Wade in the Water: Pools, Fountains, and the Stain of Segregation

Wade in the Water: Pools, Fountains, and the Stain of Segregation June 9, 2015

If the image of a 200+pound white man with a gun, pinning an unarmed, 90 pound black girl to the ground with his knees—while he is fully clothed and she is wearing a bikini—has not been keeping you up nights, then you must be missing something. Like maybe you missed the white male bystanders aiding the officer. Or maybe you missed the police shouting and cursing, while the kids just asked what in the world they’d done? Or maybe you missed the deadly weapon drawn and aimed at unarmed children as they protested, “hey, we just came to a birthday party.”

Yes, there are good cops out there, working hard every day for their communities.They have to make impossible decisions regarding public safety and their own well-being. But maybe you missed the part, in this one story, where the officers run, and dive and roll–where absolutely nothing is happening–like they are in a cop satire from another decade. These are not public servants. These are little boys with super hero dreams. These are boys who’ve watched too much tv. Who’ve both forgotten their history and are reliving it at the same time.

Maybe we’ve all watched too much tv. We are so used to seeing this ugliness that we forget where we are. Maybe we see it, sort of… but we forget this is not 1960-something, it is this week. We forget when we are, so we just let it all spin out again. And again.

This is not the first time black people have been chased away from a swimming pool. It’s not even the first time it’s been caught on camera.

But it might be the first time in “post-racism America” that we’ve been confronted with such vivid images.  Thanks to the evolution of cell phone cameras, maybe it’s the first time we’ve had to see it in full color, and not just black and white.  The first time it splashes us in the face.  water fountain

But as staggering as these images are, swimming pools and drinking fountains have always been at the heart of racially-charged conflict.

Could it be that deep, deep down… white people think color is contagious? That brown skin will somehow bleed into the rivers and lakes and turn us all a darker shade? Somehow diminishing the privilege that paleness has afforded for generations? Maybe that’s why water is such a volatile commodity.

During the 60s, the fear of contamination was not just vaguely implied–it was clearly articulated. They have diseases! They are unclean! Decent folks live here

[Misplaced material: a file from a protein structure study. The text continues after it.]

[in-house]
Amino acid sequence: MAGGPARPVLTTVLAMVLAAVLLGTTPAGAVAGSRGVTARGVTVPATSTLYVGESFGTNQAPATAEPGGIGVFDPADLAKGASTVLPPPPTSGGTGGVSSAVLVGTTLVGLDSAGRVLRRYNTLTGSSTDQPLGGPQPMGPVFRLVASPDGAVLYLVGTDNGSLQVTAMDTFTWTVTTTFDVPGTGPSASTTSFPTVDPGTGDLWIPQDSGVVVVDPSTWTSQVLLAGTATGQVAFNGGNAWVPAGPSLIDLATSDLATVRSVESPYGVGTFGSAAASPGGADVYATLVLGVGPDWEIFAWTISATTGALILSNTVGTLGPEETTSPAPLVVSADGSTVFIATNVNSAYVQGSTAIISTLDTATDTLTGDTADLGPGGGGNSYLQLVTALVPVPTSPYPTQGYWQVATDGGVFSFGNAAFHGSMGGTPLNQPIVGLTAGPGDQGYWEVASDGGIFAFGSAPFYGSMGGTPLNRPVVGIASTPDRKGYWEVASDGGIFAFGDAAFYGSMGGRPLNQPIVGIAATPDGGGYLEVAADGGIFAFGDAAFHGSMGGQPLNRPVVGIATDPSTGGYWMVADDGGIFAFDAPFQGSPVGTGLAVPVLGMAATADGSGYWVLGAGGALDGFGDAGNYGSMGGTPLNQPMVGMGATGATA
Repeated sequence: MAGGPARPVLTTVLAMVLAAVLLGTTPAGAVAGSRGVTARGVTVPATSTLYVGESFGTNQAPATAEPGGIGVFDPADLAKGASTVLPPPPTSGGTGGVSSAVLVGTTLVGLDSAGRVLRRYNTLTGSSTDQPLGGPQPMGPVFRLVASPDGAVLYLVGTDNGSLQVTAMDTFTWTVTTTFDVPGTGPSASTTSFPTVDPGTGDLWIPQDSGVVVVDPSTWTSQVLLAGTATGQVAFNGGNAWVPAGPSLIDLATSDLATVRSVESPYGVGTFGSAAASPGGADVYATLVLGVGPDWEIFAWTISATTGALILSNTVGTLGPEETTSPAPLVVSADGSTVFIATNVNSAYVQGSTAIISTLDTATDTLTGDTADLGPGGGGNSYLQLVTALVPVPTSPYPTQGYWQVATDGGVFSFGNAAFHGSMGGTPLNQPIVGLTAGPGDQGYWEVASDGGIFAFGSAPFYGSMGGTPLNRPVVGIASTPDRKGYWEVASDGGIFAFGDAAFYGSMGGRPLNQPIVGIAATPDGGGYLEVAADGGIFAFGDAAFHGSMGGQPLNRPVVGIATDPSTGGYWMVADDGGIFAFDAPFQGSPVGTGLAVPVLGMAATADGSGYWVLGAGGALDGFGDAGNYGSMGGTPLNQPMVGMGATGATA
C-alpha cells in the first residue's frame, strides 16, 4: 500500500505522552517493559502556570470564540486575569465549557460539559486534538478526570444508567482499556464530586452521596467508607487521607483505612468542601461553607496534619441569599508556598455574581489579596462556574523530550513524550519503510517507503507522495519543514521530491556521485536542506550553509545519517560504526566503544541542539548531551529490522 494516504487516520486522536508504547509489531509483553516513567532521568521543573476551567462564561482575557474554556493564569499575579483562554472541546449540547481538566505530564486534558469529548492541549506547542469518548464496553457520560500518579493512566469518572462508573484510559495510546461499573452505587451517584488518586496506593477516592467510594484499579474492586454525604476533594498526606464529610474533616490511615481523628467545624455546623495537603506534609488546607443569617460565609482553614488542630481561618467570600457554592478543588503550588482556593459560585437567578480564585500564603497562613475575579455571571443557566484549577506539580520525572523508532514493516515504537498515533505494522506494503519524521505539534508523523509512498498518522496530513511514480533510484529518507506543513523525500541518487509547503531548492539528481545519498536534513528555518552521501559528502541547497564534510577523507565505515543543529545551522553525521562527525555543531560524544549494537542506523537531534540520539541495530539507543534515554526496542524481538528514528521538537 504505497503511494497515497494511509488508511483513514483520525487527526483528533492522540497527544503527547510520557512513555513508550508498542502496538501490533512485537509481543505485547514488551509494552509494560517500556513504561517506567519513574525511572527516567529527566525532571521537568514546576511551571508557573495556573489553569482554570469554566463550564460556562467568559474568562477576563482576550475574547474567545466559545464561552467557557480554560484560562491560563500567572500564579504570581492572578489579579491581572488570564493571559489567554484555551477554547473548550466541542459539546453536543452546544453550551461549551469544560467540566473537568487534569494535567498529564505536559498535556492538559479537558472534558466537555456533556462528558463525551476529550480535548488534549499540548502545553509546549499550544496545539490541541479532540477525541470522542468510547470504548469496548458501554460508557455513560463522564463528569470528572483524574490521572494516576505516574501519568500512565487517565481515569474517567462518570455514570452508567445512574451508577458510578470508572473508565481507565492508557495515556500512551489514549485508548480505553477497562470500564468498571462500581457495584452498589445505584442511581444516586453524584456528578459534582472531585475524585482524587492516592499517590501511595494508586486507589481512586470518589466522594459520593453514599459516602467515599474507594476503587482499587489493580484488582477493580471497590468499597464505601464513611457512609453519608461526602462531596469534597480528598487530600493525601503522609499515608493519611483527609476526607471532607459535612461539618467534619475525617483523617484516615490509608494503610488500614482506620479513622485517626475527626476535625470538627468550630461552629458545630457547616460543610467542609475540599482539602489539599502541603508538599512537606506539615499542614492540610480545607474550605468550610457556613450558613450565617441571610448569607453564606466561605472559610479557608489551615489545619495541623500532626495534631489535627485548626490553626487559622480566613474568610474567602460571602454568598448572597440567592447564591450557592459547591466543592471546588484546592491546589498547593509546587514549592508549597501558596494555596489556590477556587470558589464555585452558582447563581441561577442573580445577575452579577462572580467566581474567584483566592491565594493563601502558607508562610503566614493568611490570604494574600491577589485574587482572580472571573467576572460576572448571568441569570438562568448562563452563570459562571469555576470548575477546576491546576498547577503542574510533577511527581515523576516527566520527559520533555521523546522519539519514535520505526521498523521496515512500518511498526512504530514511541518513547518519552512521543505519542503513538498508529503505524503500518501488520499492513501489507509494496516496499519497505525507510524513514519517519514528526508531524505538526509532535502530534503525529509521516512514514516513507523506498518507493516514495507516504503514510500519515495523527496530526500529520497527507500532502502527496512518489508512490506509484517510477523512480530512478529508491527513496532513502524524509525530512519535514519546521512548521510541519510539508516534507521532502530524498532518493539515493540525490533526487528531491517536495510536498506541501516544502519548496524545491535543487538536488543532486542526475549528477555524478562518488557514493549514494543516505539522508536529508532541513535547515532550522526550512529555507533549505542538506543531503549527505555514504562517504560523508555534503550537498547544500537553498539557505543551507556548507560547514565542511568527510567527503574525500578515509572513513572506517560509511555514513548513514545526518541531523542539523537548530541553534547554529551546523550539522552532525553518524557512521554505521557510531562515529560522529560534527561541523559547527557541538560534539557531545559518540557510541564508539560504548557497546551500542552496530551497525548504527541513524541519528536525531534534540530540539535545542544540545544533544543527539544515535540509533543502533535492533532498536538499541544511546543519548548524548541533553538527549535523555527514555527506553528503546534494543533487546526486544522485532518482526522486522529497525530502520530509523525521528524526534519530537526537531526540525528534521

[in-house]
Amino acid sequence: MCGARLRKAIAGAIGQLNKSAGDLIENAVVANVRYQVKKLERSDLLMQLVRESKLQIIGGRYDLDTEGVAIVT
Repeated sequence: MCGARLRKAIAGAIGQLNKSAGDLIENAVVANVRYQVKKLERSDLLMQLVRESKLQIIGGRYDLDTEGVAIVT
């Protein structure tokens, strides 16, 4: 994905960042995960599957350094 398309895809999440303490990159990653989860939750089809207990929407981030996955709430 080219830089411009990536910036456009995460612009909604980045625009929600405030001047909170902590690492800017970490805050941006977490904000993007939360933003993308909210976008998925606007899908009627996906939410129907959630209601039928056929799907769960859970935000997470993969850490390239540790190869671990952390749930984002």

Get on out of our pool, boy. You go on home.

Maybe systemic oppression has taken the place of outright segregation, but the sentiment is still there, coursing through everything. Deep down, we know that it saturates the soil of America in subterranean reality. We see it in our schools and our prisons. We see it in housing developments and wage demographics. We see it so much we almost don’t see it any more. We are swept along in the tide, and content to let it carry us.

But sometimes, we have to make ourselves walk to the edge of the water, and see what is reflected back… right there, staring us in the face.

Look again. Remember where and WHEN you are.

Then listen. Listen and hear them say,
“What did we do?” and “We just got here,” and “you’re hurting her.”

And then hear the response:

“Get down. I told you to get the F*** DOWN!” “Face on the ground. Face on the ground!” “Get on out of here. Get the F*** out of here.”

Get the f*** out of here, boy. This pool is for white folks.

Decent people live here.

A McKinney neighbor is quoted in the local paper.  How “unfortunate” it is, all these ugly headlines, he laments. “Good people live here.”

But “good people” are the problem. Good, clean people called the cops on some colored kids wanting to swim in their pool. Good people got up in a girl’s face and told her to “get the F*** back to section 8 housing, Ni**er.”

Good people stood there and held back the crowd, while an officer forced a nearly naked child to the ground. By the hair of her head. As she cried for her mother.

Good people have always been the problem.

Good people wanting to keep their water clean have always been the problem.

The water has been contaminated, there is no doubt. Not by dark skin, but by the centuries-old wound of racism. That cut runs deep. It bleeds. It stains everything. And once you’ve got it on you, it’s not coming off easy.

Here’s the good news. Water also cleanses.

Water transforms.

Water binds together.

Water moves and shapes.

But only beneath the surface. Down where it’s dark, and we’re not yet brave enough to swim.

Lord, send your Spirit. Spirit, wash us clean.



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